Clarification of sourcing rules
Although Delaware has historically sourced property according to the priority rules established by the U.S. Supreme Court case Texas v. New Jersey, its current statute does not define when the State Escheator may take custody of property. Senate Bill 13 clarifies the sourcing rules by providing that the State Escheator may take custody of property that is presumed abandoned, whether located in Delaware or another state, or in a foreign country if the last-known address of the owner is in Delaware, or if the holder is domiciled in Delaware and (1) there is no last-known address, (2) the state of the last-known address does not provide for escheatment of the property, or (3) the last-known address is in a foreign country. However, Senate Bill 13 has further clarified that if the property is specifically exempt from custodial taking under the law of Delaware or the state of the last-known address of the owner, the property is not subject to the custody of the State Escheator.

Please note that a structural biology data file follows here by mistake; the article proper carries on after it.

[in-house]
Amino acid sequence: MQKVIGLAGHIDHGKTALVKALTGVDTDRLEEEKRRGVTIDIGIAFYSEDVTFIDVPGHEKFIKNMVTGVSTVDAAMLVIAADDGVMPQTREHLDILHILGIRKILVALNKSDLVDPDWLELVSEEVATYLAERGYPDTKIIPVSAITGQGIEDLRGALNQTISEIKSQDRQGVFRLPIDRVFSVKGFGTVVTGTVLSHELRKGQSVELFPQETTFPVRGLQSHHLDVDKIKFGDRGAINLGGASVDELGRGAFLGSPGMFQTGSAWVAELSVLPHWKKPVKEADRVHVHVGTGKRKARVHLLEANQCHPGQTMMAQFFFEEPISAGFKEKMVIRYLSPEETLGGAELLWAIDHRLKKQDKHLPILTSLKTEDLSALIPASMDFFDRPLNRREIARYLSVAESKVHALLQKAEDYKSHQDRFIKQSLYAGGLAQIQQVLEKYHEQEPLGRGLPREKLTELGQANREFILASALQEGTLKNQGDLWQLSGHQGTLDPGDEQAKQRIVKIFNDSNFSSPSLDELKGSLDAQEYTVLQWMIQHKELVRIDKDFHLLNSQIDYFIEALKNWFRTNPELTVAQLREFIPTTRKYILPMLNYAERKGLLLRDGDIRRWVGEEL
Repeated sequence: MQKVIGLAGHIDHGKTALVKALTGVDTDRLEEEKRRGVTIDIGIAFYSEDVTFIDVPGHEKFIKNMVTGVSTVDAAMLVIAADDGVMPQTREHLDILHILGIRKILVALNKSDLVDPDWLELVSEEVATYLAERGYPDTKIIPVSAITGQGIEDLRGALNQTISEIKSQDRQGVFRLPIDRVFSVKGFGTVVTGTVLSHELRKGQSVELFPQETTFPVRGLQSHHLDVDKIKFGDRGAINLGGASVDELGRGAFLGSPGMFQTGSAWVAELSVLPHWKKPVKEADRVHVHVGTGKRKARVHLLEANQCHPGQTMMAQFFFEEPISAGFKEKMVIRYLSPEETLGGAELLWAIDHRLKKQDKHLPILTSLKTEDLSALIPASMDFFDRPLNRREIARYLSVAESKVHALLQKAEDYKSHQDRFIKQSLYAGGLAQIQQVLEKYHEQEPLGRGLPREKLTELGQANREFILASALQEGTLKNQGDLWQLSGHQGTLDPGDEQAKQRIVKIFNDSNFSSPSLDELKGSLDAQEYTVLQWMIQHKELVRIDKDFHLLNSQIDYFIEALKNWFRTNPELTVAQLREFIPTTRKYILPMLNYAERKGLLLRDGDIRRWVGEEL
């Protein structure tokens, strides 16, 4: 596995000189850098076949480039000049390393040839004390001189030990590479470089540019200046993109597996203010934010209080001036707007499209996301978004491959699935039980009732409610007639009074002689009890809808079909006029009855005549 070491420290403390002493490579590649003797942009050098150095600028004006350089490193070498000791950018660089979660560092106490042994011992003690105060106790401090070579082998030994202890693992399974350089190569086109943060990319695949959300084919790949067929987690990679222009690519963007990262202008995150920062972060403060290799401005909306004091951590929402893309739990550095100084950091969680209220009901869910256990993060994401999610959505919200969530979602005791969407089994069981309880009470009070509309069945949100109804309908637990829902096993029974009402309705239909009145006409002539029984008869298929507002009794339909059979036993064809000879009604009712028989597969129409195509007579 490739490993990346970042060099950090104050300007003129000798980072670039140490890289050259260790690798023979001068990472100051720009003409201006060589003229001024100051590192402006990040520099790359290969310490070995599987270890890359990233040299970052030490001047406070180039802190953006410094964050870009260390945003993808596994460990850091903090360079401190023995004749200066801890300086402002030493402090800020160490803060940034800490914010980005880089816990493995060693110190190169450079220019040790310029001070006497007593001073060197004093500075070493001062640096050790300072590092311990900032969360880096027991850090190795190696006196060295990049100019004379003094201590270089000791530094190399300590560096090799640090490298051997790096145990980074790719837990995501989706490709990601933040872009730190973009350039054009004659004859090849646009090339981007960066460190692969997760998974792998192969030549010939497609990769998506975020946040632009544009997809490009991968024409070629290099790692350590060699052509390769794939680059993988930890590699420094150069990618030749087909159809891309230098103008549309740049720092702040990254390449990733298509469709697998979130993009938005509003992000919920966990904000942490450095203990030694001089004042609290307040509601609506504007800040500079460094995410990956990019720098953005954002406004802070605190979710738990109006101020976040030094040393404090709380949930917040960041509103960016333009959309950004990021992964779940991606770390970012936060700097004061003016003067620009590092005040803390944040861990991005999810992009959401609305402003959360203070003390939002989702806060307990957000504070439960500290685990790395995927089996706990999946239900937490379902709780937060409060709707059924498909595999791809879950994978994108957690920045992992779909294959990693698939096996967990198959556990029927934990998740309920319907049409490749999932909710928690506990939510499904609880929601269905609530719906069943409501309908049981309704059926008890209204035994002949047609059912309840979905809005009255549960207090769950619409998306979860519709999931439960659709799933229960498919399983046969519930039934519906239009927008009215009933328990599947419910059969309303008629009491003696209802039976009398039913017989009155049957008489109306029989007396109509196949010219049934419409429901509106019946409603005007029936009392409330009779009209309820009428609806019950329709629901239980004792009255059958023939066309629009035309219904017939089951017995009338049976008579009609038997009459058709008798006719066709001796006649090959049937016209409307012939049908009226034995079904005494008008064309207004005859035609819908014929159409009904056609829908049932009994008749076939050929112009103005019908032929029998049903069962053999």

Senate Bill 13 aims to address the many challenges currently facing the Delaware unclaimed property program. By striking out the previous subchapters and starting afresh, the proposed bill aims to retool all aspects of unclaimed property examinations, VDAs and compliance. Given Delaware’s changing unclaimed property landscape, companies need to stay abreast of these proposed changes so that they are prepared to act if and when Senate Bill 13 is enacted.